Holy smokes!  I have less to pay in my principal but I’m paying $175.61 more per month for just 1% rise in interest?  What gives?

When it comes to amortizing the interest you have to remember that the arithmetic isn’t straight forward and simple.  An amortized loan gets the entire portion of the interest spread out over the term of the years you agree to.  Just because the interest rate goes up 1%, doesn’t mean that you pay 1% more (or $20 more) on your mortgage.  That’s what Americans failed to realized, and it’s certainly a pitfall you want to avoid as well.

So what does the next 5 years look like now with your new payment schedule.


If you compare this chart with my previous post, you’ll soon realize that you are playing a game where the bank continually reaps more of your money as interest payments rather than principal payments.   Not only do you have to pay more per month on your mortgage, but the thought that you would be paying more towards your principal in year 6 onwards is thwarted by higher interest rates.  Why didn’t the bank warn you about this?  It’s quite simple, they want to lock you in, they want your future business and they know that keeping you as a customer with a mortgage is best way to make more money off you.

So is this a warning not to buy a house?  Certainly not, just be aware of the fact that interest rates are not forever and be wary of taking on a mortgage that is too large when time for renewal comes.  It might hold true that current monthly payments are manageable in an interest low environment, but one has to factor in the risk of what may happen when the term of you mortgage expires.  Don’t fall into the mistake that many Americans made when they didn’t understand that an increase of just a few percentage points on their interest would create a burden that would be too difficult to overcome.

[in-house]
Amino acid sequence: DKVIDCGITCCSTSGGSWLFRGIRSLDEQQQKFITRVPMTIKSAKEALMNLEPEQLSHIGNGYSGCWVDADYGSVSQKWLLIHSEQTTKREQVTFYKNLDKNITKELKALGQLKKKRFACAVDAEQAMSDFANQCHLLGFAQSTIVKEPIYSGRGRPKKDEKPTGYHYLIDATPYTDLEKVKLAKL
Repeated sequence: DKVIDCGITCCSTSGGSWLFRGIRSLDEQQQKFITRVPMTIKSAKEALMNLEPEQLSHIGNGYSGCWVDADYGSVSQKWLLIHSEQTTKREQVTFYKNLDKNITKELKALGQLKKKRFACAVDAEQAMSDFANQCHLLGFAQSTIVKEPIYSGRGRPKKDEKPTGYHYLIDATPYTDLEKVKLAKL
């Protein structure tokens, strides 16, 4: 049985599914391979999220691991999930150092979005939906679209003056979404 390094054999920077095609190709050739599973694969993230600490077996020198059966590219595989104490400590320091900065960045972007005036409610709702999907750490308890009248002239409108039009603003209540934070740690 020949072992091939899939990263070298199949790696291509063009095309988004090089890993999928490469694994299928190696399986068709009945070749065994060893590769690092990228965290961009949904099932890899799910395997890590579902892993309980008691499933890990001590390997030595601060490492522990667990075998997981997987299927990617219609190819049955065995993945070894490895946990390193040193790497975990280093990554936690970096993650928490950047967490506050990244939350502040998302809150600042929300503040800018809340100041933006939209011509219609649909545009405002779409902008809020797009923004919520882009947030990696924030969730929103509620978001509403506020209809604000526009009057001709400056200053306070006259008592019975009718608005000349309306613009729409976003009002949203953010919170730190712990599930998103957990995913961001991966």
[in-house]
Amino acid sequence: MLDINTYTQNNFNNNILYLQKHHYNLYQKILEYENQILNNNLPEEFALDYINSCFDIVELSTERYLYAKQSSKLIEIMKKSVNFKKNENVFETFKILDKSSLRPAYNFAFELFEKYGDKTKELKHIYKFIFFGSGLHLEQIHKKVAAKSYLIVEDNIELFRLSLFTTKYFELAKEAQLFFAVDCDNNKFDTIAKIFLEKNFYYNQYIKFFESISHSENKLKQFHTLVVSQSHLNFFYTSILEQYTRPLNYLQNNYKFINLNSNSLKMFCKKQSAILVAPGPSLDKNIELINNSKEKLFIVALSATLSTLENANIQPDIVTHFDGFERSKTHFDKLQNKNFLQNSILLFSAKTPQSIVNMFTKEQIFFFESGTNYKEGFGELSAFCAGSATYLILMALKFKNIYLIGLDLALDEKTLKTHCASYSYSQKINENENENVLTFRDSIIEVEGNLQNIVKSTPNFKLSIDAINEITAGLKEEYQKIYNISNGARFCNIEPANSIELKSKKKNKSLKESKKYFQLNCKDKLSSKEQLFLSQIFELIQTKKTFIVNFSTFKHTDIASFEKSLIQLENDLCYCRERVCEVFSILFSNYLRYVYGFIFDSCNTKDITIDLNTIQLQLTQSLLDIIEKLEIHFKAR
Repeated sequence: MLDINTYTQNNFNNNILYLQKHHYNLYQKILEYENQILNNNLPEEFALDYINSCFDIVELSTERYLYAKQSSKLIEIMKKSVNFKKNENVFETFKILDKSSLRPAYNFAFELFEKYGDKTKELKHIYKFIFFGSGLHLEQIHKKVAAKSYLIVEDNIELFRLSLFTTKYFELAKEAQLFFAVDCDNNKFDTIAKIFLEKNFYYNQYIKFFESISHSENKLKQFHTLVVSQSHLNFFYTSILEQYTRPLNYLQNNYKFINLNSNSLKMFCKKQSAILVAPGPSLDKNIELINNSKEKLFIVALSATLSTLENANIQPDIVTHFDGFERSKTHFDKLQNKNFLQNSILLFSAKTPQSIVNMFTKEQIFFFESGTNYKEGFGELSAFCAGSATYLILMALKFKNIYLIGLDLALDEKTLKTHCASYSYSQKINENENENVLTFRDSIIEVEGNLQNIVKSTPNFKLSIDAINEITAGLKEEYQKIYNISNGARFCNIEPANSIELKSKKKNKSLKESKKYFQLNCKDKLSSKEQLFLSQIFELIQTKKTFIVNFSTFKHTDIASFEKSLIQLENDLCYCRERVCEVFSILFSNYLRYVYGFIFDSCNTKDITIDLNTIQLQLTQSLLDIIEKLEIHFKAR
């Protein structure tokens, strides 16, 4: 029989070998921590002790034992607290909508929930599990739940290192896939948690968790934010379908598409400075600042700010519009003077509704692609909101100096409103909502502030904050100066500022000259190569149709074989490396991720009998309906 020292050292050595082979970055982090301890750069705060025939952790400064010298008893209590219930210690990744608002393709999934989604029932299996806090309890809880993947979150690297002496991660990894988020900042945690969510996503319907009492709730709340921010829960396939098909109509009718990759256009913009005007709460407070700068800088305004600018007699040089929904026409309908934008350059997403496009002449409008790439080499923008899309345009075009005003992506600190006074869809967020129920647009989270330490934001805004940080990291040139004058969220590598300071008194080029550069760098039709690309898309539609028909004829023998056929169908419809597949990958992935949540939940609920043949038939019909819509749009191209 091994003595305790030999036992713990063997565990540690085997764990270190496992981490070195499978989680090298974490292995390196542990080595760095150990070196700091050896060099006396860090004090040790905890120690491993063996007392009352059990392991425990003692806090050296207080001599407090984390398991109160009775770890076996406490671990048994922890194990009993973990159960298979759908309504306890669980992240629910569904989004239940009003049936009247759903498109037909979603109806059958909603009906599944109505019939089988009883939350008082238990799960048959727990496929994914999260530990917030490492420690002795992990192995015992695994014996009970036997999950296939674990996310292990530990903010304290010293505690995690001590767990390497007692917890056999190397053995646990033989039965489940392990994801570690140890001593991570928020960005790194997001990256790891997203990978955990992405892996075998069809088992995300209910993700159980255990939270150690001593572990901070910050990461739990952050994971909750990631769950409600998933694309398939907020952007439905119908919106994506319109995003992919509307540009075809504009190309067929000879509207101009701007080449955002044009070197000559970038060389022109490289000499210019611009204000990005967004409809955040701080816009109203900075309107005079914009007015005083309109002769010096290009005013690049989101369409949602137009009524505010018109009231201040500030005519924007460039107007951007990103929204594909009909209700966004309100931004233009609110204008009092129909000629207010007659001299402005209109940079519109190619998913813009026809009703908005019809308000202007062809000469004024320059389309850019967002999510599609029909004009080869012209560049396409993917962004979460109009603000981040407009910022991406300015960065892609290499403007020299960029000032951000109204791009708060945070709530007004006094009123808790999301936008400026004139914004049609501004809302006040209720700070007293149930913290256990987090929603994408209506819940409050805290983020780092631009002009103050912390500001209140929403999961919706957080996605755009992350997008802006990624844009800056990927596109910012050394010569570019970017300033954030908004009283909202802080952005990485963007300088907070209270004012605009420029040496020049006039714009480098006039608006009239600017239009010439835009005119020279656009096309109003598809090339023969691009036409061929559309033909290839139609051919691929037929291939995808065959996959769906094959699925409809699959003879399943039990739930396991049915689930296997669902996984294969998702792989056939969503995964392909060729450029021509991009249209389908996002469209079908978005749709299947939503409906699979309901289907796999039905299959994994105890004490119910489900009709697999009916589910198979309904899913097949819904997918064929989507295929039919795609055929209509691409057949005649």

This scenario would only hold true if interest rates rise.  On the contrary, if rates were to lower then the opposite would happen and monthly payments may actually go down which would be benefiting to the home buyer.  With recent news that the Bank of Canada may hold the prime rate steady throughout 2014 this might make you believe that you still have plenty of time before needing to worry about rising interest rates.  Unfortunately this may not be the case.  Stay tuned to my next post as I explain how mortgage interest rates are really set by the bank.

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  1. […] already written about buying too expensive a home, being more aware about mortgages and what to expect for interest rates, and how to make your monthly mortgage payments fit into your budget.  So what happens when the […]

  2. […] Higher Long Term Mortgage Rates Despite what you might think, long term fixed mortgage rates (greater than 5 years) are not set by the Bank of Canada or the Federal Reserve.  They are linked closely to bond prices and the interest rate they yield.  As the US Federal Reserve pares back bond purchases, yields will rise thus causing long term mortgage rates to rise as well.  If you are looking to buy a house, it’s a good idea to lock in long term now.  In the US, 10 and 30 year mortgages are not uncommon.  Why not lock in for the long term to avoid paying higher interest on your mortgage?  Since mortgages are tax deductible in the US, having a long mortgage isn’t even a bad idea.  For Canadians, higher rates are not so great given the fact every 5 years we have to reset our mortgage.  Plan you budget accordingly, and if you’re thinking about buying a house make sure you know how mortgages work. […]